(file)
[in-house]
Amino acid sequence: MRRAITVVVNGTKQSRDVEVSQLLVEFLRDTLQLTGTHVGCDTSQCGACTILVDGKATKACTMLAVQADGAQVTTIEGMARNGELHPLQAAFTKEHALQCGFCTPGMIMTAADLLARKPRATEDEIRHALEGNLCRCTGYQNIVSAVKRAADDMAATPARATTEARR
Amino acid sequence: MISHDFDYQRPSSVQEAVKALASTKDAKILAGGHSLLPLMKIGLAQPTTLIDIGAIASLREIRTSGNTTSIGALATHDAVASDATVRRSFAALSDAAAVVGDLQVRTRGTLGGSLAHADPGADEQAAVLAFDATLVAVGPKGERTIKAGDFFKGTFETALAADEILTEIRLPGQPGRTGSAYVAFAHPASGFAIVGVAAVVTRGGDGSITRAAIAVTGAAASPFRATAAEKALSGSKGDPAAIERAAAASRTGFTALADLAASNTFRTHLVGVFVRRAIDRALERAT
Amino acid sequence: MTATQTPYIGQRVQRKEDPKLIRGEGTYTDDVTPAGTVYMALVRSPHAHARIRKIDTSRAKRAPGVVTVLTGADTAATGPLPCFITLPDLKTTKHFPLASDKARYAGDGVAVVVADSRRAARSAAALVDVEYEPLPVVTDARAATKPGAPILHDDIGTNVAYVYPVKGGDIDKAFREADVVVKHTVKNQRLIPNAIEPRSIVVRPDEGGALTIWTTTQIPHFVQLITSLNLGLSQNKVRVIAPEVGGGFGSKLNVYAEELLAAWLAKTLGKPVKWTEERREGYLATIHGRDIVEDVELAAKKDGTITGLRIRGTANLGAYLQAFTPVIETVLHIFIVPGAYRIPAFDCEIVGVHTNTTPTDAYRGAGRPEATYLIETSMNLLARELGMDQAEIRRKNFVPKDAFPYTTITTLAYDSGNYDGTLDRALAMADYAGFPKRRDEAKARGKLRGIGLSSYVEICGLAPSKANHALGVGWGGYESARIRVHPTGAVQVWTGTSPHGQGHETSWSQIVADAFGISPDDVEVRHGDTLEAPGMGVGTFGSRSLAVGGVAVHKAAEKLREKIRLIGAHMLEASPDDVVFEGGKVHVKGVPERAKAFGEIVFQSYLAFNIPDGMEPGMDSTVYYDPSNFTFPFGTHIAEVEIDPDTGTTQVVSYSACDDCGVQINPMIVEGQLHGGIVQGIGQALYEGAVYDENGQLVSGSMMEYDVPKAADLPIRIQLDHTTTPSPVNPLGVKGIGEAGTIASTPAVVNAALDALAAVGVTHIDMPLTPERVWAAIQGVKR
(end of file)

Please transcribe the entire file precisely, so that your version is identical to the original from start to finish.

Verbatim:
[in-house]
Amino acid sequence: MRRAITVVVNGTKQSRDVEVSQLLVEFLRDTLQLTGTHVGCDTSQCGACTILVDGKATKACTMLAVQADGAQVTTIEGMARNGELHPLQAAFTKEHALQCGFCTPGMIMTAADLLARKPRATEDEIRHALEGNLCRCTGYQNIVSAVKRAADDMAATPARATTEARR
Amino acid sequence: MISHDFDYQRPSSVQEAVKALASTKDAKILAGGHSLLPLMKIGLAQPTTLIDIGAIASLREIRTSGNTTSIGALATHDAVASDATVRRSFAALSDAAAVVGDLQVRTRGTLGGSLAHADPGADEQAAVLAFDATLVAVGPKGERTIKAGDFFKGTFETALAADEILTEIRLPGQPGRTGSAYVAFAHPASGFAIVGVAAVVTRGGDGSITRAAIAVTGAAASPFRATAAEKALSGSKGDPAAIERAAAASRTGFTALADLAASNTFRTHLVGVFVRRAIDRALERAT
Amino acid sequence: MTATQTPYIGQRVQRKEDPKLIRGEGTYTDDVTPAGTVYMALVRSPHAHARIRKIDTSRAKRAPGVVTVLTGADTAATGPLPCFITLPDLKTTKHFPLASDKARYAGDGVAVVVADSRRAARSAAALVDVEYEPLPVVTDARAATKPGAPILHDDIGTNVAYVYPVKGGDIDKAFREADVVVKHTVKNQRLIPNAIEPRSIVVRPDEGGALTIWTTTQIPHFVQLITSLNLGLSQNKVRVIAPEVGGGFGSKLNVYAEELLAAWLAKTLGKPVKWTEERREGYLATIHGRDIVEDVELAAKKDGTITGLRIRGTANLGAYLQAFTPVIETVLHIFIVPGAYRIPAFDCEIVGVHTNTTPTDAYRGAGRPEATYLIETSMNLLARELGMDQAEIRRKNFVPKDAFPYTTITTLAYDSGNYDGTLDRALAMADYAGFPKRRDEAKARGKLRGIGLSSYVEICGLAPSKANHALGVGWGGYESARIRVHPTGAVQVWTGTSPHGQGHETSWSQIVADAFGISPDDVEVRHGDTLEAPGMGVGTFGSRSLAVGGVAVHKAAEKLREKIRLIGAHMLEASPDDVVFEGGKVHVKGVPERAKAFGEIVFQSYLAFNIPDGMEPGMDSTVYYDPSNFTFPFGTHIAEVEIDPDTGTTQVVSYSACDDCGVQINPMIVEGQLHGGIVQGIGQALYEGAVYDENGQLVSGSMMEYDVPKAADLPIRIQLDHTTTPSPVNPLGVKGIGEAGTIASTPAVVNAALDALAAVGVTHIDMPLTPERVWAAIQGVKR